Voice Quality Monitoring


To measure the voice quality of calls that are sent and received within the network, Cisco Unified IP Phones use the following statistical metrics that are based on concealment events. The DSP plays concealment frames to mask frame loss in the voice packet stream.

  • Concealment Ratio metrics: Shows the ratio of concealment frames over total speech frames. The phone calculates an interval conceal ratio every 3 seconds.
  • Concealed Second metrics: Shows the number of seconds in which the DSP plays concealment frames due to lost frames. A severely concealed secondis a second in which the DSP plays more than five percent concealment frames.
  • MOS-LQK metrics: Uses a numeric score to estimate the relative voice listening quality. The Cisco Unified IP Phone calculates the mean opinion score (MOS) for listening quality (LQK) based audible concealment events due to frame loss in the preceding 8 seconds, and includes perceptual weighting factors such as codec type and frame size.

The phone uses the Cisco proprietary algorithm, Cisco Voice Transmission Quality (CVTQ) index, to produce MOS LQK scores. Depending on the MOS LQK version number, these scores might be compliant with the International Telecommunications Union (ITU) standard P.564. This standard defines evaluation methods and performance accuracy targets that predict listening quality scores based on observation of actual network impairment.



Concealment ratio and concealment seconds are primary measurements based on frame loss while MOS LQK scores project a human-weightedversion of the same information on a scale from 5 (excellent) to 1 (bad) for measuring listening quality.


Listening quality scores (MOS LQK) relate to the clarity or sound of the received voice signal. Conversational quality scores (MOS CQ, such as G.107) include impairment factors, such as delay, that degrade the natural flow of conversation.


You can access voice quality metrics from the Cisco Unified IP Phone by using the Call Statistics screen or remotely by using Streaming Statistics.


Related Topics

Call Statistics Screen

Remote Monitoring


Voice Quality Metric Interpretation

To use the metrics for monitoring voice quality, note the typical scores under normal conditions of zero packet loss and use the metrics as a baseline for comparison.


It is important  to distinguish significant changes from random changes in metrics. Significant changes are scores that change about 0.2 MOS or greater and persist in calls that last longer than 30 seconds. Conceal Ratio changes should indicate greater than 3 percent frame loss.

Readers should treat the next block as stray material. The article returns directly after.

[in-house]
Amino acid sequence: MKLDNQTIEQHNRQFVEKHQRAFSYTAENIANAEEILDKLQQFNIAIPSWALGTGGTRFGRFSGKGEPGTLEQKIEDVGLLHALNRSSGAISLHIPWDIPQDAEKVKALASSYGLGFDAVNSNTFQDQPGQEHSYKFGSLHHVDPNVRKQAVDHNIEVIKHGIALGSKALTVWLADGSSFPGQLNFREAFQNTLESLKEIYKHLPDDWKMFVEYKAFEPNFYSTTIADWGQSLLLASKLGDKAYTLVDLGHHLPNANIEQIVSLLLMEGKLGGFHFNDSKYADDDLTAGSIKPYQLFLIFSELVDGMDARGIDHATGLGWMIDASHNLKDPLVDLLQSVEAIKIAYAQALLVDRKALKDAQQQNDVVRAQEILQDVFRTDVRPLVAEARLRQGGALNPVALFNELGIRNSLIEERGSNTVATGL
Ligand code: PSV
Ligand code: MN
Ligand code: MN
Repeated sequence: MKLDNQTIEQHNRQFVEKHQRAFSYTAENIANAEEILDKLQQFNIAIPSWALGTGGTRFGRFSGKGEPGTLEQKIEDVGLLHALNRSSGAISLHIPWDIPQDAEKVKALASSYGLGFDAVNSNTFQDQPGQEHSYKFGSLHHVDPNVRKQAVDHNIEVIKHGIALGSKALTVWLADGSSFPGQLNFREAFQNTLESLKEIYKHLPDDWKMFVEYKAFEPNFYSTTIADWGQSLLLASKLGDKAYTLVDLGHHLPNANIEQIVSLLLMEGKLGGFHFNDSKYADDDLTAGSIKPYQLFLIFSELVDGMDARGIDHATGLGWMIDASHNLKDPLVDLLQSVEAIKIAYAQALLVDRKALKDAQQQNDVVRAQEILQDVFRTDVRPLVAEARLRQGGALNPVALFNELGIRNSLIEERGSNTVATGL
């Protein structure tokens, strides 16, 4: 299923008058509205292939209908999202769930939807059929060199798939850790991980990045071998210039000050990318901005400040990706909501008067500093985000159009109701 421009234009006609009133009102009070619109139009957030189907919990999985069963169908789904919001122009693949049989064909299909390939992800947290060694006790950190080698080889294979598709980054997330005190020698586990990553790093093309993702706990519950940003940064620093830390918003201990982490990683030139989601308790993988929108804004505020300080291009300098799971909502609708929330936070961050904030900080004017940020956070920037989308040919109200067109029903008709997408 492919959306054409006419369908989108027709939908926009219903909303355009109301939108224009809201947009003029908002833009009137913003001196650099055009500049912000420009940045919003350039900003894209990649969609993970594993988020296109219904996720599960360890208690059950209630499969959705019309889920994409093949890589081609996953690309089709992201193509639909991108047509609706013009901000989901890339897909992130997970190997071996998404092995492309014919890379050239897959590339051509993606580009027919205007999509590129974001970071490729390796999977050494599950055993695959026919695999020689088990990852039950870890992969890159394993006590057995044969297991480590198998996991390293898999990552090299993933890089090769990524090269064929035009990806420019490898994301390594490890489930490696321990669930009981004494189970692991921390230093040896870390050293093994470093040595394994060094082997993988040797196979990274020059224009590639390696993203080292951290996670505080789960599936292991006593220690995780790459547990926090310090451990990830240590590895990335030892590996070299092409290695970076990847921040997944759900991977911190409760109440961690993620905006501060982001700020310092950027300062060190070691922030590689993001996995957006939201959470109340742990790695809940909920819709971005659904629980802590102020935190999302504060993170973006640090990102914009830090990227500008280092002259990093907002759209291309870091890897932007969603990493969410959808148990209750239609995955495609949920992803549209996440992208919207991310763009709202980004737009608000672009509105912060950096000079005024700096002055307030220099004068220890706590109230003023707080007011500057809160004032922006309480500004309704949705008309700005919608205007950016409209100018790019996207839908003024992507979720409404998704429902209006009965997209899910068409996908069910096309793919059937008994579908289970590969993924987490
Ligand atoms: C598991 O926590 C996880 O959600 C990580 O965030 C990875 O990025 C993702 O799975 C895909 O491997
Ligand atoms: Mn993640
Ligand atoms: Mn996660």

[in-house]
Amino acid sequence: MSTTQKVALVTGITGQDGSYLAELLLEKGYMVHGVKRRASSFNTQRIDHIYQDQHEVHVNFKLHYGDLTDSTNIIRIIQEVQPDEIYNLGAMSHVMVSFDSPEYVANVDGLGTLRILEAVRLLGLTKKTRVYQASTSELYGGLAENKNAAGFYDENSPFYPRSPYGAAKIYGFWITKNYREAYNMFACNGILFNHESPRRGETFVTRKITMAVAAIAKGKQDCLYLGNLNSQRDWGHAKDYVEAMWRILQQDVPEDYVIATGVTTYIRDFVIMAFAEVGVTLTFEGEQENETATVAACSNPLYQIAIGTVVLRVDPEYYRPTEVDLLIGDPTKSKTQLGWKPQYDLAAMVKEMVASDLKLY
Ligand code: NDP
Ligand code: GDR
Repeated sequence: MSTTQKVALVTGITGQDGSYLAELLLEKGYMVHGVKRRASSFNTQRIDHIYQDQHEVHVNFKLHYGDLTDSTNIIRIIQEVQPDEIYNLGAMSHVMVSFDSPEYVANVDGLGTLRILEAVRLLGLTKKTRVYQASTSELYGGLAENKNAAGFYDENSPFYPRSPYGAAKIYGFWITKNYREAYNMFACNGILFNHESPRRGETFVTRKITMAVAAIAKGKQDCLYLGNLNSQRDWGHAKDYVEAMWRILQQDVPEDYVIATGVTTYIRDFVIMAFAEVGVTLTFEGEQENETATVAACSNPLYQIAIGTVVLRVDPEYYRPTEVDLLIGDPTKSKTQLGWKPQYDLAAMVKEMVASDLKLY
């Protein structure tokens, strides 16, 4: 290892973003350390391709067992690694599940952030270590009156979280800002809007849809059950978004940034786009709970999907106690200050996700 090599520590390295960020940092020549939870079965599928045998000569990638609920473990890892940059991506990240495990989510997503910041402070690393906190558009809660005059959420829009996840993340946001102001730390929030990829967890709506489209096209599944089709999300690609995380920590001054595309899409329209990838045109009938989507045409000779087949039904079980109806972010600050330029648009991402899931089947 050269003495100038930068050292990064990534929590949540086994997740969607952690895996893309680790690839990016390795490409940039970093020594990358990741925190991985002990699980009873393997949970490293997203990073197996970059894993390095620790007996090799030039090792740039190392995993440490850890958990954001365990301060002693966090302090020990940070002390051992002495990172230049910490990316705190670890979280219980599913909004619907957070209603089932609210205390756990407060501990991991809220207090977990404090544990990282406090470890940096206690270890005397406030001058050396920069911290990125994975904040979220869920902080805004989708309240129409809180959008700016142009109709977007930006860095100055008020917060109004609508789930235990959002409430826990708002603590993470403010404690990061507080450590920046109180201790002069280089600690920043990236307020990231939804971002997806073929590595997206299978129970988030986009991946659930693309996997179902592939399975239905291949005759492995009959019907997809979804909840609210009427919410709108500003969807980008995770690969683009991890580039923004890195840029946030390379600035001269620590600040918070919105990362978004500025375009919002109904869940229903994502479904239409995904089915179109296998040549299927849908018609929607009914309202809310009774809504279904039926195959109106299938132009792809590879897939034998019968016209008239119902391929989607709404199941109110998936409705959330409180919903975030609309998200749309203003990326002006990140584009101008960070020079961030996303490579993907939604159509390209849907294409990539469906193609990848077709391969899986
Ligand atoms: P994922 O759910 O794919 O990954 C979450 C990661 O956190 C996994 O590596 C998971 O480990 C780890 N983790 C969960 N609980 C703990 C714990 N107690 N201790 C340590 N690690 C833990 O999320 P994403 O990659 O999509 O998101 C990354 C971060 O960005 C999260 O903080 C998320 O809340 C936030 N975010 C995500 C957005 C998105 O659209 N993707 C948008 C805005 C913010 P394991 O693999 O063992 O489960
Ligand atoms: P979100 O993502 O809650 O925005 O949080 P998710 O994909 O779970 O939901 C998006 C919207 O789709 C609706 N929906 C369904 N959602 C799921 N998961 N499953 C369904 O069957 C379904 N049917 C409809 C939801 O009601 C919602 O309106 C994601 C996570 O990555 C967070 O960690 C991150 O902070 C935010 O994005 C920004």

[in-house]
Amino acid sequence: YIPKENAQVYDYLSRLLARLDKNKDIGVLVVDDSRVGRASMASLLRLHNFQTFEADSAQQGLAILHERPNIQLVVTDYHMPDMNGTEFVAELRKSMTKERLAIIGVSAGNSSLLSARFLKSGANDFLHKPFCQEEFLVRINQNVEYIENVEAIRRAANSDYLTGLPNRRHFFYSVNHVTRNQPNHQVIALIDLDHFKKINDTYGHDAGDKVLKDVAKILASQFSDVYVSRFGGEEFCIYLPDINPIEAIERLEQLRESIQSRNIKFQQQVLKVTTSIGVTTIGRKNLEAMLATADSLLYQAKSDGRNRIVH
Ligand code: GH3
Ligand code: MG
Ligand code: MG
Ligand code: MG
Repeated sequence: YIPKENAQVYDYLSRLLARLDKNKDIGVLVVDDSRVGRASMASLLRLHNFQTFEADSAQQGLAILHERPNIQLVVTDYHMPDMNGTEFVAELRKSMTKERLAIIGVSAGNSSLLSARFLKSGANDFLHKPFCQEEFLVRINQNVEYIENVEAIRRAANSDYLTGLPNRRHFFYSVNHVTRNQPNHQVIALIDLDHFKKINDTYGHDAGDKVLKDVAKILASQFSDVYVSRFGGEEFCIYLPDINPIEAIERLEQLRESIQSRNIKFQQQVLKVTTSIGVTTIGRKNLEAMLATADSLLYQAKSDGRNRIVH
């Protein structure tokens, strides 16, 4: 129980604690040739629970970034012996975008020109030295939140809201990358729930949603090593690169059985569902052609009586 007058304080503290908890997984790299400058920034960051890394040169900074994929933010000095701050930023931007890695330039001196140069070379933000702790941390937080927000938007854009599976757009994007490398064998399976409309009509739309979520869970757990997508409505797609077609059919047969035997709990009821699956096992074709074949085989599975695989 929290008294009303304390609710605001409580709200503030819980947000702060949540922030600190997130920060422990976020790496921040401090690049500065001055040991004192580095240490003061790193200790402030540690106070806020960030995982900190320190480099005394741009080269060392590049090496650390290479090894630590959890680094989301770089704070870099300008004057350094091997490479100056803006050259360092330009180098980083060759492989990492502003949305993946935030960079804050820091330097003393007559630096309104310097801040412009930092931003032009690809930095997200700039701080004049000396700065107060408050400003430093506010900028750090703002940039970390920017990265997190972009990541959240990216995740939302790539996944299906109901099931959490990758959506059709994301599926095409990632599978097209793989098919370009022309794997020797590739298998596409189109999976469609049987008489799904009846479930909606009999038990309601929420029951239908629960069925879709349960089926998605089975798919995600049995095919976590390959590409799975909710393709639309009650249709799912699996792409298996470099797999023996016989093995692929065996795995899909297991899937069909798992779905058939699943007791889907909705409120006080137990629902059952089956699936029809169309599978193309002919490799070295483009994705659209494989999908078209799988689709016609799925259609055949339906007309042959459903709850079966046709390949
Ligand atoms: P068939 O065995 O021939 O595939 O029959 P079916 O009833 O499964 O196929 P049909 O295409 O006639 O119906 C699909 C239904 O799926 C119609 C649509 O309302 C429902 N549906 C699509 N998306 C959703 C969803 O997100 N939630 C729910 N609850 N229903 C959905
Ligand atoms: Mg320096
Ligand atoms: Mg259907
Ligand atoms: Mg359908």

MOS LQK scores can vary based on the codec that the Cisco Unified IP Phone uses.


The following codecs on the Cisco Unified IP Phones 7962G and 7942G provide these maximum MOS LQK scores under normal conditions with zero frame loss:

  • G.711 gives 4.5
  • G.722 gives 4.5
  • G.728/iLBC gives 3.9
  • G.729 A/AB gives 3.8


The following codecs on the Cisco Unified IP Phones 7961G/G-GE and 7941G/G-GE provide these maximum MOS LQK scores under normal conditions with zero frame loss:

  • G.711 codec gives 4.5 score
  • G.729A/ AB gives 3.7



  • CVTQ does not support wideband (7 kHz) speech codecs, because ITU has not defined the extension of the technique to wideband. Therefore, MOS scores that correspond to G.711 performance are reported for G.722 calls to allow basic quality monitoring, rather than not reporting an MOS score.
  • Reporting G.711-scale MOS scores for wideband calls through the use of CVTQ allows basic quality classifications to be indicated as good/normal or bad/abnormal. Calls with high scores (approximately 4.5) indicate high quality/low packet loss, and lower scores (approximately 3.5) indicate low quality/high packet loss.
  • Unlike MOS, the Conceal Ratio and Concealed Seconds metrics remain valid and useful for both wideband and narrowband calls.


A Conceal Ratio of zero indicates that the IP network is delivering frames and packets on time with no loss.


Voice Quality Troubleshooting Tips

When you observe significant and persistent changes to metrics, use the following table for general troubleshooting information:


Changes to Voice Quality Metrics

Metric change


MOS LQK scores decrease significantly 

Network impairment from packet loss or high jitter:

  • Average MOS LQK decreases could indicate widespread and uniform impairment.
  • Individual MOS LQK decreases indicate bursty impairment.

Cross-check with Conceal Ratio and Conceal Seconds for evidence of packet loss and jitter.

MOS LQK scores decrease significantly

Check to see whether the phone is using a different codec than expected (RxType and TxType).

Check to see whether the MOS LQK version changed after a firmware upgrade.

Conceal Ratio and Conceal Seconds increase significantly

  • Network impairment from packet loss or high jitter.

Conceal Ratio is near or at zero, but the voice quality is poor.

Noise or distortion in the audio channel such as echo or audio levels.

Tandem calls that undergo multiple encode/decode, such as calls to a cellular network or calling card network.

Acoustic problems coming from a speakerphone, handsfree cellular phone, or wireless headset.

Check packet transmit (TxCnt) and packet receive (RxCnt) counters to verify that voice packets are flowing.


Voice quality metrics do not account for noise or distortion, only frame loss.